Comma Conventions: A Handbook Scavenger Hunt

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comma chameleon

Introduction

Ah, commas, those pesky little minnows of punctuation, swimming all over the page, darting in and out between the sharks and holy mackerels of our sentences. If we look up the comma “rules” in college writing handbooks, we may find as few as 10 entries or as many as 18. That is because there aren’t really “rules” for commas, but rather there are conventional uses for commas. Nonetheless, for ease of finding these uses in the on-line handbook, we will refer to them here as the “rules” found in section P-1 of the Norton Field Guide to Writing.

Instead of focusing on the discrepancy in the number of comma applications indicated in college writing handbooks, we will study comma conventions based on their purposes, and we will relate those purposes to the rules in section P-1 of the online handbook. Essentially, there are four primary purposes for using commas:

  • To ADD information to a sentence--at the beginning, in the middle, or even at the end
  • To SEPARATE elements within a sentence in order to prevent misreading
  • To JOIN clauses (along with conjunctions) to form compound sentences
  • For MECHANICAL and place-holder purposes
  • UNNEEDED commas don’t fulfill any of these functions and should be eliminated from our sentences

Group Project Instructions

  • Determine and indicate which “rules” from the handbook apply to each of the following comma purposes or uses (i.e., P-1a, P-1d, P-1f, etc.).
  • Explain each comma application in your own words, not verbatim from the Little Seagull Handbook or any other source.
  • Compose an original sentence as an example of each comma application, i.e., a sentence of your own creation, not one copied from any source.
  • Teach your group's comma convention to your class colleagues in an oral presentation that includes presentation media of your choice and a method of assessing what they have learned from it.

Resources: Use the section numbers from the Little Seagull Handbook (P-1a. P-1c, etc.), but refer to the other sources listed on the OWL Links web page for more information, more in-depth discussion, and more examples.

I. Using commas to ADD information to sentences (four Little Seagull Handbook rules, eight sample sentences)

At the beginning. Indicate the section number, explain the handbook rule, and give three sample sentences: setting off a word, a phrase, a clause.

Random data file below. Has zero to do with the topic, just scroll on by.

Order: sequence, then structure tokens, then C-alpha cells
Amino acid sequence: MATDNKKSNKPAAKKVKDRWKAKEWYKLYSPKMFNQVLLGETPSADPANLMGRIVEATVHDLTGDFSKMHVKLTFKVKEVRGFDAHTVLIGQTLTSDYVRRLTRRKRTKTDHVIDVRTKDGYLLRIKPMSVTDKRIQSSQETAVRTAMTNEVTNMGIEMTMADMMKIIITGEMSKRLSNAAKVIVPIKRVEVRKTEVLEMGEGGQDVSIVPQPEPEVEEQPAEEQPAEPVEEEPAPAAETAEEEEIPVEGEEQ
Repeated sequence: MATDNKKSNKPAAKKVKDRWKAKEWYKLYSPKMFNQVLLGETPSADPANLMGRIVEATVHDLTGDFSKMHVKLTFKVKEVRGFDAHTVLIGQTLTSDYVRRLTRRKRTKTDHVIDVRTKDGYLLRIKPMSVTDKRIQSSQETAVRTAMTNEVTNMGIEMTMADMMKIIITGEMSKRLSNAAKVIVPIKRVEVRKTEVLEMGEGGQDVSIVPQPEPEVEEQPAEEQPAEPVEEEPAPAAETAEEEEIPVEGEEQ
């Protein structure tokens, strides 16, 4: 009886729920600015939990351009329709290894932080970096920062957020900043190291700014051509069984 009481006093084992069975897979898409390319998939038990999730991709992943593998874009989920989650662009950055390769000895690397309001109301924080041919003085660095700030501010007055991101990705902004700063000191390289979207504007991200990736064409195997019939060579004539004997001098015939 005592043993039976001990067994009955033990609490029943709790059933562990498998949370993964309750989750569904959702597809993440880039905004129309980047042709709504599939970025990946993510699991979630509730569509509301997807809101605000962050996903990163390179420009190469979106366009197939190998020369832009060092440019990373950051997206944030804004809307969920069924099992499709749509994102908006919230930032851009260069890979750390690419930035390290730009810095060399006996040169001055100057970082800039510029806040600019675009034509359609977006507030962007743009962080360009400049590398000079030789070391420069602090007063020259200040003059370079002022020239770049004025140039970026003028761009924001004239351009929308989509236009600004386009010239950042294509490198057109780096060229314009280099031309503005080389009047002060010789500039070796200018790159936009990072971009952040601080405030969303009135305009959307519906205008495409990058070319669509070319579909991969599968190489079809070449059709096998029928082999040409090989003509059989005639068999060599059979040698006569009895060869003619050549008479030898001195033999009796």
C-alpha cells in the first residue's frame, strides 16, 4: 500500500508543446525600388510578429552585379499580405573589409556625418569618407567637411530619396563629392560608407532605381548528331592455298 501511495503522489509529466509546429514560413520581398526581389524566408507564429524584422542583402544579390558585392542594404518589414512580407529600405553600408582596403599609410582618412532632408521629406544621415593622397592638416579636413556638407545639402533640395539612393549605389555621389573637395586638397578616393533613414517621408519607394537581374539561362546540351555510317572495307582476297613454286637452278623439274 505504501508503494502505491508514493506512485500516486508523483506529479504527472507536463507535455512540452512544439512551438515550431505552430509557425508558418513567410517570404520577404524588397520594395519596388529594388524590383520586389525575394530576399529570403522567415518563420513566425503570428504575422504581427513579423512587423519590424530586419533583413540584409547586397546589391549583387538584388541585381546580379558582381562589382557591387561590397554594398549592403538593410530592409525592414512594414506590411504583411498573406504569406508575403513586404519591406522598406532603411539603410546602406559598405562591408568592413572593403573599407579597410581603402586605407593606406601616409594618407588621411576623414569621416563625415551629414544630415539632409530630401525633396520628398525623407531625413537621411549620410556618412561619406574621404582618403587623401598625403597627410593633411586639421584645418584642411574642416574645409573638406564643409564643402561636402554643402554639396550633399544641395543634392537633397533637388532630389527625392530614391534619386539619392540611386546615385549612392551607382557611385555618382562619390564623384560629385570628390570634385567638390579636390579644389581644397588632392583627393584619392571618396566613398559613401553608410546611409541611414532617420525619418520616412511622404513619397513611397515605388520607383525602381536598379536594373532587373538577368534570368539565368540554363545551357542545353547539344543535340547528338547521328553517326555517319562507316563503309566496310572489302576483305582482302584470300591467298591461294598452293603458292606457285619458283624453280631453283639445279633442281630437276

In the middle. Indicate the section number, explain the two handbook rules (nonessential/nonrestrictive additions and nonessential/parenthetical additions), and give a sample sentence for each.

At the beginning, in the middle, or at the end.  Indicate the section number, explain the handbook rule for setting off transitions, and give a sample sentence for each—at least one of the samples will use a transitional phrase and at least one will use a transition word.

II. Using commas to SEPARATE (three Little Seagull Handbook rules, ten sample sentences)

Elements in a series: words, phrases, clauses. Indicate the section number, explain the handbook rule, and give a sample sentence for each type of word (modifiers, nouns, verbs), for a phrase and for a clause. That totals five sentences.

Direct quotations. Indicate the section number, explain the handbook rule for setting off direct quotes, then give a sample sentence.

Direct addresses, interjections, yes or no, and tag questions. Commas separate or set off these sentence additions and constructions. Indicate the section number, explain the handbook rule, and give a sample sentence for each type.

III. Using commas  to JOIN clauses (along with conjunctions) to form compound sentences (three sample sentences)

Joining independent clauses into compound sentences. Indicate the section number, explain the handbook rule, then give three sample sentences using three different coordinating conjunctions.

IV. Using commas for MECHANICAL/place holder purposes (five sample sentences)

Indicate the section number, explain the five handbook rules, then give five sample sentences, one for each comma application exemplified in this section.

V. UNNEEDED commas: Common errors and overuse (five sample sentences)

  • This is NOT a comma rule: “Use a comma to indicate a pause.”
  • Neither do we use commas to separate compound subjects or verbs, unless more than two are listed, per section P-1c.

Indicate the section number, explain the five handbook rules, then give five sample sentences--one for each comma application exemplified in this section.

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